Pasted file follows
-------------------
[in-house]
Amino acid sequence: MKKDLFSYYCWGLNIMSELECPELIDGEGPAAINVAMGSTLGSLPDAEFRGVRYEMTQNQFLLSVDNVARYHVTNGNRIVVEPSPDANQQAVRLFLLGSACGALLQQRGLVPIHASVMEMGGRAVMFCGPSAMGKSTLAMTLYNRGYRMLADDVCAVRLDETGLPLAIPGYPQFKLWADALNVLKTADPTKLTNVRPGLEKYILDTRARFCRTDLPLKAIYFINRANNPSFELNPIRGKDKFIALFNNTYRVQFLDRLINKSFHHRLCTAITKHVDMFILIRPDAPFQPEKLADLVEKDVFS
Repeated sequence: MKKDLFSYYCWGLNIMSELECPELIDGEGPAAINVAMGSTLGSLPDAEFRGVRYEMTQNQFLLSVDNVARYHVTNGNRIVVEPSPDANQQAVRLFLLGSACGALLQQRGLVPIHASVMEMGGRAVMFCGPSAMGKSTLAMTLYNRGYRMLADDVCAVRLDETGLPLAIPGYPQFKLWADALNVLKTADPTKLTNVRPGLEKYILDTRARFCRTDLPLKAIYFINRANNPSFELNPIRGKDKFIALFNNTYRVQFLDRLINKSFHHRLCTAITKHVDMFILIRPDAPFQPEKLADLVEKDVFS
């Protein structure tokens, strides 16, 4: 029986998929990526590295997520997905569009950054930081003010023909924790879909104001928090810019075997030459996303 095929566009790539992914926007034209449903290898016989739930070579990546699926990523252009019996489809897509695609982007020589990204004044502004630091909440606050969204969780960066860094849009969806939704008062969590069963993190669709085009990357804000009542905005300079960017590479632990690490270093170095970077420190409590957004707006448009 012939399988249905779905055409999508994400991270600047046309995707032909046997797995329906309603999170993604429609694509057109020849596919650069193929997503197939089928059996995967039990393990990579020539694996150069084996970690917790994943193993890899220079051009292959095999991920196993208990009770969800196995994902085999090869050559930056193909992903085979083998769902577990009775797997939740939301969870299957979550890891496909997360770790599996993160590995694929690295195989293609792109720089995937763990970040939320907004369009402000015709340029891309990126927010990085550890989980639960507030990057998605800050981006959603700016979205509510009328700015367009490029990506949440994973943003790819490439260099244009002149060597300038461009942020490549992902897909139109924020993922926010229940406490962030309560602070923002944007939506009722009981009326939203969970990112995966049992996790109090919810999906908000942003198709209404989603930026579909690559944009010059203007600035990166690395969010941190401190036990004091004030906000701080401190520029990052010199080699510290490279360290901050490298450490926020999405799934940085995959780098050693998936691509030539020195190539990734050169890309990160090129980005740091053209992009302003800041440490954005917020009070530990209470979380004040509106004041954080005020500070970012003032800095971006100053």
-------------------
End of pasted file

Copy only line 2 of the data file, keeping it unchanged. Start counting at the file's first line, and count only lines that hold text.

Amino acid sequence: MKKDLFSYYCWGLNIMSELECPELIDGEGPAAINVAMGSTLGSLPDAEFRGVRYEMTQNQFLLSVDNVARYHVTNGNRIVVEPSPDANQQAVRLFLLGSACGALLQQRGLVPIHASVMEMGGRAVMFCGPSAMGKSTLAMTLYNRGYRMLADDVCAVRLDETGLPLAIPGYPQFKLWADALNVLKTADPTKLTNVRPGLEKYILDTRARFCRTDLPLKAIYFINRANNPSFELNPIRGKDKFIALFNNTYRVQFLDRLINKSFHHRLCTAITKHVDMFILIRPDAPFQPEKLADLVEKDVFS